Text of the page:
It has never been clearer that the most important part of a travel experience is the people. Distinctive architecture, stylish interior design and lavish amenities are all worthy attributes, but no hotel or restaurant receives an Andrew Harper recommendation without staff members who are warm, efficient and sincere. In the extraordinarily difficult year of 2020, we had the good fortune to encounter numerous exceptional individuals who rose to the occasion.
La Degustation Bohême Bourgeoise, Prague
Gourmet Czech cuisine was all but impossible to find on my first visit to Prague 20 years ago, but now high-end restaurants serving impressive renditions of local recipes can be found even in provincial cities like Brno and Karlovy Vary. Improbable as it may sound, Prague itself has become a culinary destination, a place one could visit primarily to experience unique food traditions. The restaurant that started the Czech food revolution was La Degustation Bohême Bourgeoise, founded by chef Oldřich Sahajdák. He harnesses the best of the country’s seasonal ingredients and uses them in modern versions of old dishes from the heart of the Austro-Hungarian Empire. The results delight the eye and burst with deep, complex flavor, as our recent visit to La Degustation reconfirmed. A tour of Prague’s constellation of gastronomic stars leaves no doubt that the Czech capital is now a world-class food city. That is due, in no small part, to the pioneering efforts of chef Sahajdák.
Although our travels have been truncated this year, we still managed to visit a range of hotels. On our trips we noticed two consistent reactions among employees. In some places, they seemed weary and wary. Elsewhere, however, the staff appeared to relish the pandemic as a challenge. Of nowhere was this more true than the Mayflower Inn. When we arrived, the valet parking attendant dealt with both our vehicle and our luggage with aplomb; the receptionist, shielded by a plexiglass screen, was affability and charm personified; and just as we were about to be escorted to our room, a member of the management team appeared to bump elbows in lieu of a handshake. At lunch on the terrace, the servers wore masks and plastic gloves but still managed to seem animated and cheerful. And afterward, in the resort’s magnificent spa, we were treated to a tour that was far more comprehensive than mere duty might have required. It’s a truism, but adversity does often bring out the best in people.
Duende, Maison Albar Hotels - L’Imperator, Nîmes, France
A great sommelier doesn’t just compile and curate a distinguished wine list. Instead, when this métier is practiced to the highest standards, the sommelier becomes a host or hostess, educator, entertainer and guide. This is exactly what young sommelier Logan Thouillez does for the two restaurants at L’Imperator hotel in Nîmes: L’Impé, a brasserie, and the seven-table Duende, both by Pierre Gagnaire. The wine list at Duende was built to showcase five exceptional winemakers from the Languedoc-Roussillon region. The most exciting thing to do here, however, is to let Thouillez make a wine pairing with each course, since his knowledge is ignited by his imagination. We were immediately impressed by one of the most original Roussillon wines we’ve ever sampled, a 2018 Domaine de Nénu rosé, served with a deconstructed bouillabaisse. Thouillez’s choices grew bolder as the meal progressed, culminating with a biodynamic and oak-aged 2017 Domaine Ostertag Zellberg Pinot Gris with a cold dish of mussels and sea snails with cucumber in a sauce of Pélardon cheese.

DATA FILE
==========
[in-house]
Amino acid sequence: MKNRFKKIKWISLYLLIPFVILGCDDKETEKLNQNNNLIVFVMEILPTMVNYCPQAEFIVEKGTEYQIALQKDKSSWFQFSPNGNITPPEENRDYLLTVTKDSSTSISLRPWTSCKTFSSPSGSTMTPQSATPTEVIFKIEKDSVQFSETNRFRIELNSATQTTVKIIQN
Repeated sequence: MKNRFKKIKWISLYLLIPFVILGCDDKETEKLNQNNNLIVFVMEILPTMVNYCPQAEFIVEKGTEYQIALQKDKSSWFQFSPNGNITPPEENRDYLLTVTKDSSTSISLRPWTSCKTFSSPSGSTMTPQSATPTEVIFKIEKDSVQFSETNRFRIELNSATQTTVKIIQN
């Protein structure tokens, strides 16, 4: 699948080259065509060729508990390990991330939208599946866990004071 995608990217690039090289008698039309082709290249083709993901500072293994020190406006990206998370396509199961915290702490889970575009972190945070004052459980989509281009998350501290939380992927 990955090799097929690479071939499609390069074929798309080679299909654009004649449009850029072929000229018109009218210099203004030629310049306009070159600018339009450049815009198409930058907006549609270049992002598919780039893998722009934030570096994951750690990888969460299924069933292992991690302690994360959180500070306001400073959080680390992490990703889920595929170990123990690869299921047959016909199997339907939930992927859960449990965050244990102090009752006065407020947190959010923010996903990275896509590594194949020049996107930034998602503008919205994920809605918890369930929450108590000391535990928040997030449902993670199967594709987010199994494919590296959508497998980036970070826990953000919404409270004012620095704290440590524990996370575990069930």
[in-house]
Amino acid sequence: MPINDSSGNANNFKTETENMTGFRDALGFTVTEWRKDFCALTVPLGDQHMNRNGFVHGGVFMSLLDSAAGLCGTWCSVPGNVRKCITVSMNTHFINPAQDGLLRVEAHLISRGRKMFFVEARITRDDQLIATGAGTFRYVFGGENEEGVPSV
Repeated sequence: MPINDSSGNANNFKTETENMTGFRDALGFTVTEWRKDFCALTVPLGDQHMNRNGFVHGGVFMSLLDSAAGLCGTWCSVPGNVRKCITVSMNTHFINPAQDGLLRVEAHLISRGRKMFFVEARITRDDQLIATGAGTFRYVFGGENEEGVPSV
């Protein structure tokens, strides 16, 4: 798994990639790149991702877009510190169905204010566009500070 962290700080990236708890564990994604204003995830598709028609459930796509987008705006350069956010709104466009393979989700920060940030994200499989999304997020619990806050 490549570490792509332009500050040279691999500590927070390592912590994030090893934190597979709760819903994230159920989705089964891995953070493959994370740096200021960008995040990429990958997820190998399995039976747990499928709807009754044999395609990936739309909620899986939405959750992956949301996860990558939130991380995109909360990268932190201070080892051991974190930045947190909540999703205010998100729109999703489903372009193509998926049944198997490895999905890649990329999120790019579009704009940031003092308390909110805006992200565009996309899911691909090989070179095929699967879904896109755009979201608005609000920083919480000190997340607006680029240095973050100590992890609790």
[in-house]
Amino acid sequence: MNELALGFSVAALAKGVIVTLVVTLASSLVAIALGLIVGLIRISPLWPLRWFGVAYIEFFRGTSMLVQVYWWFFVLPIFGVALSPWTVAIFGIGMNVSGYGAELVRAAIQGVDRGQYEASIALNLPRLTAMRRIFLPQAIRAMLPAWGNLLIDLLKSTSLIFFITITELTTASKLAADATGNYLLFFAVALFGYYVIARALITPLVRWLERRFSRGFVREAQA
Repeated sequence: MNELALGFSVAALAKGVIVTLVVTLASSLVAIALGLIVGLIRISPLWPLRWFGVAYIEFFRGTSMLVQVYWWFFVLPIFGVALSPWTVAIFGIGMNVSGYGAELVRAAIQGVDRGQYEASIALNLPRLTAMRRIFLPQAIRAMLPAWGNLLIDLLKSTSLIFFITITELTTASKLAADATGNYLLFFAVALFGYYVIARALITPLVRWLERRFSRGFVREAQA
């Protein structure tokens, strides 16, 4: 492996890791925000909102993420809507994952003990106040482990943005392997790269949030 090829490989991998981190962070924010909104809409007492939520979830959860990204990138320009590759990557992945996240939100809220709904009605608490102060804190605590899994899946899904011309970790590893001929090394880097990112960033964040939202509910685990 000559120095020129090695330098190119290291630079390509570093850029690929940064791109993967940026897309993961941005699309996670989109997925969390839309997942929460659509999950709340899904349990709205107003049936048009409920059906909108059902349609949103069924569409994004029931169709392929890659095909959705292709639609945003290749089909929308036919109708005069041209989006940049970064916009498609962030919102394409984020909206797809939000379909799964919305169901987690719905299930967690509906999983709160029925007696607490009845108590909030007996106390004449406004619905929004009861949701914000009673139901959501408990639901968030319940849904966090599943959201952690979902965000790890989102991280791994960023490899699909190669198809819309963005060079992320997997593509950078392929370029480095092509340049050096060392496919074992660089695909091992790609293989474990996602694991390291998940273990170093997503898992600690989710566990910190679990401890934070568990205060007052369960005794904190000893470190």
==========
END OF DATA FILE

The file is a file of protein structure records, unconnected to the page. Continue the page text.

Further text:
Though Marugal has created some of the more distinctive hotels in Europe since it launched in 2003 — including Palacio Solecio, Málaga; Torralbenc, Menorca; URSO Hotel & Spa, Madrid; and Akelarre, San Sebastián — the company remains under the radar. That’s because it is a consultancy and operational service provider. “Our goal never was to be a public hotel brand; we’re strictly business to business,” says Marugal’s Spanish-American founder, Pablo Carrington. “A hotel should distill the essence of the place where it’s located and tell a story,” he says. “Design is very important to our properties, too, but it can’t be design for design’s sake. Our design is function driven.” Carrington insists that luxury meant much the same thing to everyone in the hotel business until the late 1980s. But today, with exponential growth of boutique hotels, the two primary denominators of luxury are space and service. Carrington speculates that people will travel less compulsively in the post-COVID world. “More than ever, sophisticated travelers will want hotels with a soul,” he says.
Devour Tours, San Sebastián, Spain
Eating well is a primary reason for visiting San Sebastián, the Spanish city known for its pintxo bars and many Michelin-starred restaurants. A food tour there was a highlight of our visit, due chiefly to the charm of our English-speaking guide, Ania Wielechowska. She began our pintxo-and-wine tour with a fun lesson on the Basque language, so we could say a proper “thank-you.” Our tastings began with fermented apple cider, Donostia’s most famous beverage, and she taught us how to pour it, from high above the glass. Over three hours we visited six of San Sebastián’s well-regarded bars, trying all manner of pintxos: mussels in a picante tomato sauce: mussels in vinegar and onion; various styles of Ibérico ham; cubes of Idiazábal, an unpasteurized sheep milk cheese; and the famous “La Gilda,” a skewer of green olives, anchovies and a guindilla pepper. Ania’s enthusiasm for Basque cuisine was infectious, for she talked even the least adventurous of us into trying the night’s most peculiar pairing: fresh anchovies slathered with blueberry jam!